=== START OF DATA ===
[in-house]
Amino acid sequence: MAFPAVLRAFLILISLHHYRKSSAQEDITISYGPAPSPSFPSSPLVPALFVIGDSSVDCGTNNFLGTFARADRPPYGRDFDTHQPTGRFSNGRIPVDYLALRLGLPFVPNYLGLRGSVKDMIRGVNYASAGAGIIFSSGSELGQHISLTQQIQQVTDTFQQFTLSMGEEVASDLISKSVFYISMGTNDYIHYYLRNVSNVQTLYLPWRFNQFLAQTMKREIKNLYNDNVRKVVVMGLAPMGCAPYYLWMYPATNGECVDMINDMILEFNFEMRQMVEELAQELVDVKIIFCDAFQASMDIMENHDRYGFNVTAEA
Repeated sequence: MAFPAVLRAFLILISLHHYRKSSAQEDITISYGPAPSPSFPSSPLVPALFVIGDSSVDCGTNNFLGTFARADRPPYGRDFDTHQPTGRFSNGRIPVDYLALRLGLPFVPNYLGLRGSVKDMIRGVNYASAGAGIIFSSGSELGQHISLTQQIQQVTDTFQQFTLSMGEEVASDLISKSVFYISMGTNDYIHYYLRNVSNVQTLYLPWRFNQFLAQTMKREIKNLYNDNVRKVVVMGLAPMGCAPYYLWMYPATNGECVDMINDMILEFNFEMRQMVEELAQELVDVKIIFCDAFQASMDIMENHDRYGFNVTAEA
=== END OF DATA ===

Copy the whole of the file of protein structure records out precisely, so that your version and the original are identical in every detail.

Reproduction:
[in-house]
Amino acid sequence: MAFPAVLRAFLILISLHHYRKSSAQEDITISYGPAPSPSFPSSPLVPALFVIGDSSVDCGTNNFLGTFARADRPPYGRDFDTHQPTGRFSNGRIPVDYLALRLGLPFVPNYLGLRGSVKDMIRGVNYASAGAGIIFSSGSELGQHISLTQQIQQVTDTFQQFTLSMGEEVASDLISKSVFYISMGTNDYIHYYLRNVSNVQTLYLPWRFNQFLAQTMKREIKNLYNDNVRKVVVMGLAPMGCAPYYLWMYPATNGECVDMINDMILEFNFEMRQMVEELAQELVDVKIIFCDAFQASMDIMENHDRYGFNVTAEA
Repeated sequence: MAFPAVLRAFLILISLHHYRKSSAQEDITISYGPAPSPSFPSSPLVPALFVIGDSSVDCGTNNFLGTFARADRPPYGRDFDTHQPTGRFSNGRIPVDYLALRLGLPFVPNYLGLRGSVKDMIRGVNYASAGAGIIFSSGSELGQHISLTQQIQQVTDTFQQFTLSMGEEVASDLISKSVFYISMGTNDYIHYYLRNVSNVQTLYLPWRFNQFLAQTMKREIKNLYNDNVRKVVVMGLAPMGCAPYYLWMYPATNGECVDMINDMILEFNFEMRQMVEELAQELVDVKIIFCDAFQASMDIMENHDRYGFNVTAEA